Breast cancer has been one of the most recent battles women all over the world are facing. Along with women uprising in Arab and Muslim countries, anti-sexual harassment campaigns in Egypt, fighting to change the body image concept that is being sold to young girls in music videos and on magazine covers and calling out for Equal Pay. Breast cancer, however can be considered one of the most groundbreaking female topics in the modern times. With women being more outspoken, more courageous about showing the changes in their bodies and breaking the female body taboo where it is more damaged than a temple of divine perfection yet still retains its beauty. Breast cancer awareness campaigns vary from the pink ribbon, to making strides against breast cancer but the most recent and -as expected- very controversial campaign would be the “Pinktober” campaign where famous brands from all over the world (think KFC, Avon, Marc Jacobs, etc), major companies like United Airlines and even sports celebrity teams like the The Indianapolis Colts are going pretty in pink for breast cancer.
Well what’s bad about a touch of pink, and all in collaboration with the American Cancer Society for the benefit of cancer research (a high percent of the proceeds of this campaign go to the Breast Cancer Alliance)? But how about the darker picture, the part that these flowery, beautiful campaigns do not focus on, parts that projects like the SCAR project and the Naked Truth Campaign in New Zealand shed a light on? We are talking here about images of breast cancer survivors, posing naked for fashion photographer David Jay (SCAR) and showing off their uncomfortable bodies and allied breasts after having had mastectomy and being rampaged by chemotherapy and radiation therapy. The “Naked Truth Campaign” on the other hand, focuses more on women who have been recently diagnosed with breast cancer, showing their altered breasts, inverted nipples, breast dimples and lumps. The Commercial Approval Bureau in New Zealand refused to have the photos and ads published without hiding the nipples as it was strictly forbidden to show nipples on national TV. Still that didn’t stop the campaign from being bold, creative and raw, something that Pinktober apparently lacks.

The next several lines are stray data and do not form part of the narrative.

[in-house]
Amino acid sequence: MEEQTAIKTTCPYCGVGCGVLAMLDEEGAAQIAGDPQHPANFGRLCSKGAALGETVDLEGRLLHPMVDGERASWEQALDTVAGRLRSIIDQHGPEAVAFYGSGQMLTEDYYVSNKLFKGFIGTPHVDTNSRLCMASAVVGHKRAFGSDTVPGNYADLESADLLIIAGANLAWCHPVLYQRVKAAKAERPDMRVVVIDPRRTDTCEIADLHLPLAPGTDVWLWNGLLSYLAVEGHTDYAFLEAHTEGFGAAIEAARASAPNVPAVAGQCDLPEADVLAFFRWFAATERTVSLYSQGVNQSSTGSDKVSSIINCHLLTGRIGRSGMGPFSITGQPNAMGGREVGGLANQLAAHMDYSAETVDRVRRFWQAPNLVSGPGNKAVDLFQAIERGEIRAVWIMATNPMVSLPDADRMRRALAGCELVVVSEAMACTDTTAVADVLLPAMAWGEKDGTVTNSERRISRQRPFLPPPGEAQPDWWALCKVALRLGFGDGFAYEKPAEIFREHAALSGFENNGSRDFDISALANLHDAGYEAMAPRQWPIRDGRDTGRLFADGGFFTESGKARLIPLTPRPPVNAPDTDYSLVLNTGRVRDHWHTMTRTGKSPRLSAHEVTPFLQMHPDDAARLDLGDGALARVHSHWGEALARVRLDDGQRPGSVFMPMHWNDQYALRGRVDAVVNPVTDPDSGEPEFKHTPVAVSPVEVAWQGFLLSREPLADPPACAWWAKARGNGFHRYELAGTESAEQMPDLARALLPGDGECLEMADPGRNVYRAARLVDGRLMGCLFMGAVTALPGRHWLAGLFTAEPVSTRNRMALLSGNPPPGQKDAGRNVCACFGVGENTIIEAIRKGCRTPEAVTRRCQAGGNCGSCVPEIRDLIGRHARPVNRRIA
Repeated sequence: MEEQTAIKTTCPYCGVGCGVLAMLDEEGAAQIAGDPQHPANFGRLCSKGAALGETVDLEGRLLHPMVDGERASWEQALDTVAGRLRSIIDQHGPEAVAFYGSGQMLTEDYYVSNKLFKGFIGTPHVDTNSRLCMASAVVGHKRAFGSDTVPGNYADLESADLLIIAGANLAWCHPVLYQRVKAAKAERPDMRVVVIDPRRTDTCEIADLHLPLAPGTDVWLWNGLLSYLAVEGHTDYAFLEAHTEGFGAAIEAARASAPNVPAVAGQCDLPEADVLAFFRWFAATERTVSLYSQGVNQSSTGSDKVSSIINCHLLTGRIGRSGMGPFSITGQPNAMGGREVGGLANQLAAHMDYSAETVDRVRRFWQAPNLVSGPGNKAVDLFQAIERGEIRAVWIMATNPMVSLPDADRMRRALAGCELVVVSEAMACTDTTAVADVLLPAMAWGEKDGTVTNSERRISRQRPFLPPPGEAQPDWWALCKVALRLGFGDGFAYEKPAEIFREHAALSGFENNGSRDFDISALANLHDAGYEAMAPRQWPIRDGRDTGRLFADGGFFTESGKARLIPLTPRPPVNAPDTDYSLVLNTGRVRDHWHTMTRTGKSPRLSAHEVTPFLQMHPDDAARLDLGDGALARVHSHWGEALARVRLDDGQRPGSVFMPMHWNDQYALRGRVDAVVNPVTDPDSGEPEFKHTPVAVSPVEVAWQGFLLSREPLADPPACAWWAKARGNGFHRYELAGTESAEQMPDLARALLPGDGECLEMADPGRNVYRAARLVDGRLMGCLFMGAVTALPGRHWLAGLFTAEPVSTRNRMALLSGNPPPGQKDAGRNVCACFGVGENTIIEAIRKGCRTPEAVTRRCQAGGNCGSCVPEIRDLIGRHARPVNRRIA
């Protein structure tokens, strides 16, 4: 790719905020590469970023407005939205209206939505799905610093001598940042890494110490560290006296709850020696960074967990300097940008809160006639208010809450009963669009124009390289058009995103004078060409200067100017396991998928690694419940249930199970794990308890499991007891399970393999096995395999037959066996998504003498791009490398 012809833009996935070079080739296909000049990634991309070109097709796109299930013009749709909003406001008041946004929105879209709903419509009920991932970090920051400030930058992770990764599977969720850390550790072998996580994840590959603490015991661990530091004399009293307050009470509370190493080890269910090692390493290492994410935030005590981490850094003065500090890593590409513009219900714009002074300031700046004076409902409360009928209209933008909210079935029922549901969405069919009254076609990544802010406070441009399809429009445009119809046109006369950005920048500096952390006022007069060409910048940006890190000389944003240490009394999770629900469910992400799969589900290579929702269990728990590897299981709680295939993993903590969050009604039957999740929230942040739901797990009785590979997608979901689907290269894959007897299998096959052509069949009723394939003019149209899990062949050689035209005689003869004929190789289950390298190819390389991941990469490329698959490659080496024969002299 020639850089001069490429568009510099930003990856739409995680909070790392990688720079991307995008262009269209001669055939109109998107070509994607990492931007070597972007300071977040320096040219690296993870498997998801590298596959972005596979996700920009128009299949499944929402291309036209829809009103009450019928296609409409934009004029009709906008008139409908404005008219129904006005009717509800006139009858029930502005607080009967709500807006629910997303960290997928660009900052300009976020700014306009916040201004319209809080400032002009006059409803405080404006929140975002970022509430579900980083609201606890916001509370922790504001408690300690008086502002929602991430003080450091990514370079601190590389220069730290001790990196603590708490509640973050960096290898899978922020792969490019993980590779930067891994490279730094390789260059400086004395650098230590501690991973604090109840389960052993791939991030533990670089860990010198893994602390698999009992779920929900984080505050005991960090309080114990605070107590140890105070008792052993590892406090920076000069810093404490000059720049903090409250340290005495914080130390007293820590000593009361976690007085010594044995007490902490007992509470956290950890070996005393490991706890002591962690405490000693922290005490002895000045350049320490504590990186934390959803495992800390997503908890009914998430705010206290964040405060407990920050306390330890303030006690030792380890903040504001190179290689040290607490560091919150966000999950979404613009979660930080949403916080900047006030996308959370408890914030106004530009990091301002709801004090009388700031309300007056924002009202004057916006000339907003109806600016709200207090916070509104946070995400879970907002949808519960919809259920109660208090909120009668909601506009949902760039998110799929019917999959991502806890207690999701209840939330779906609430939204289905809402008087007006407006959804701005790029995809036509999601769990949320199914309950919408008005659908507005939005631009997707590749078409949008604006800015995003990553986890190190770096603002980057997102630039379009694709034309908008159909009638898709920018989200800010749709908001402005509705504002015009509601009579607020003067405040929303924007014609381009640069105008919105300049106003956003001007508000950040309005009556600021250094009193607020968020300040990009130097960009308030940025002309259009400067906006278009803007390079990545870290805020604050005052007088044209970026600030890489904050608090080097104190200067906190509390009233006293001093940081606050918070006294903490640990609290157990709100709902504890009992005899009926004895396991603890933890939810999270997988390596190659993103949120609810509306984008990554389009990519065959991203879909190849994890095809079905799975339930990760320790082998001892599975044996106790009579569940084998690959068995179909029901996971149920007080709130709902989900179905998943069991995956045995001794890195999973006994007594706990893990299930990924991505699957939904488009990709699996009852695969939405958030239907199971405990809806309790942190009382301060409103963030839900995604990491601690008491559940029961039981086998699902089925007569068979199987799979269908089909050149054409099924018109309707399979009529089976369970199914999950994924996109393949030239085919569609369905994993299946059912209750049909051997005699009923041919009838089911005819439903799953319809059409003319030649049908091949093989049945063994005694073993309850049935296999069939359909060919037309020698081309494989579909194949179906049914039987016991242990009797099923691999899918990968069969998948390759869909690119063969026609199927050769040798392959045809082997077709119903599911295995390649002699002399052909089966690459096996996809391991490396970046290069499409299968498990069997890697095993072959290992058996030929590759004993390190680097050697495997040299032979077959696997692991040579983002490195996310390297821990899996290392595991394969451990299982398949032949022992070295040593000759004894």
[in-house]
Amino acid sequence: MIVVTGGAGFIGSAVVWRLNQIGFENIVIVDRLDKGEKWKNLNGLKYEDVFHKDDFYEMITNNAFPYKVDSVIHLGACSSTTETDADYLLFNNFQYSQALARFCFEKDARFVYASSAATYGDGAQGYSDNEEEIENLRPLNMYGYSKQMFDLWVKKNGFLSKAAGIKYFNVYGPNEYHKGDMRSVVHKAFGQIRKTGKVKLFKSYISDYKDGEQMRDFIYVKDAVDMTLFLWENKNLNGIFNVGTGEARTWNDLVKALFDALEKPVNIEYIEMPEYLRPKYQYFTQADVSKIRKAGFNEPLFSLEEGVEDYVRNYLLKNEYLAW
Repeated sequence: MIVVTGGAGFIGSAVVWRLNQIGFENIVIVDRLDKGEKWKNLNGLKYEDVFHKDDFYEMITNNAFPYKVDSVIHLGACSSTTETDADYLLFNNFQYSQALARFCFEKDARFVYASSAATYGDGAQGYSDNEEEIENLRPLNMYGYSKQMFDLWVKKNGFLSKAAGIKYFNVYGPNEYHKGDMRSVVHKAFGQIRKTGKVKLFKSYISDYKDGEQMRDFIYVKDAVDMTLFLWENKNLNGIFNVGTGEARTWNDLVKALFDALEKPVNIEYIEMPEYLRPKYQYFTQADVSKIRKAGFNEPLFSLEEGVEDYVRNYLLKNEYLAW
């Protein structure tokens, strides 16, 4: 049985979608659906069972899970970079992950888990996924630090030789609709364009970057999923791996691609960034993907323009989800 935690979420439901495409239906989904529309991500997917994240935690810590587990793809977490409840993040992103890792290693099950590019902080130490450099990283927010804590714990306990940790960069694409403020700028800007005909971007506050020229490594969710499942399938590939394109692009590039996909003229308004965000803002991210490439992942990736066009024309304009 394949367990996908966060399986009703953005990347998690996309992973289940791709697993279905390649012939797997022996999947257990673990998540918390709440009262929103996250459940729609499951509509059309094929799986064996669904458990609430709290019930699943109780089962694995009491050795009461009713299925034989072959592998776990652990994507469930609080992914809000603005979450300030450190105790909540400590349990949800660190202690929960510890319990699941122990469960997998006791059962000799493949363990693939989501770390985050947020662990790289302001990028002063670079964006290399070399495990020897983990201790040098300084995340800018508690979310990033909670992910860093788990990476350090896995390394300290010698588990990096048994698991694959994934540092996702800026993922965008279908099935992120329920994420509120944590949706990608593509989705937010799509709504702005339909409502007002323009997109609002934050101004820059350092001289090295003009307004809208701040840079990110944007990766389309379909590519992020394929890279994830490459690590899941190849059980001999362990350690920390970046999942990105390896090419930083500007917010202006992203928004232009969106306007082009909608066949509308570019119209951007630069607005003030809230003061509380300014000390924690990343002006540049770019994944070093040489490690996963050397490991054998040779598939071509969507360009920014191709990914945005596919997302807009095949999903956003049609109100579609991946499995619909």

Who is to judge? Survivors of breast cancer, of course, as well as their friends and families, have expressed their feelings either of excitement or resentment at the commercialization of the ordeal. In The Guardian, Emma G Keller has simply put it straight that she considers it “dreadful” to read about breast cancer –being a survivor herself- in all forms of consumerism, even if it is well-meant. She spoke her mind and wondered,
I wonder why “my” disease has its own month and color, when heart disease and ovarian cancer don’t.
Pretty in Pink or SCAR, you pick your method of putting the spotlight on your topic. Breast cancer awareness has been growing and taking its own path in the last few years and women have become more confident about their bodies and more inclined to share their stories of battling the horror with us. Personally, I go for the darker side, I don’t want to munch on fried chicken from a pink KFC bucket or buy a $1,000 Manolo Blahnik and convince myself that I am honoring Breast Cancer Alliance. I want to see and hear women’s testimonials and go to photography exhibitions where I can witness how resilient and beautiful the human body is, despite its scars. Still I kinda feel doubtful about hating the pink ribbon when –shameful as I may sound- it got me deeper into the topic when I first saw it, five years ago while surfing a blog. To put it more blatantly, every survivor has her own way of telling the story, even reading fairytales could have both sides, you either pick the R-rated Brothers Grimm version or you watch the animated Disney fluff-fest. It is your battle and your choice. Just remember that we are all on your side, pink lipsticks and ribbons aside.
Written by: Jaylan Salah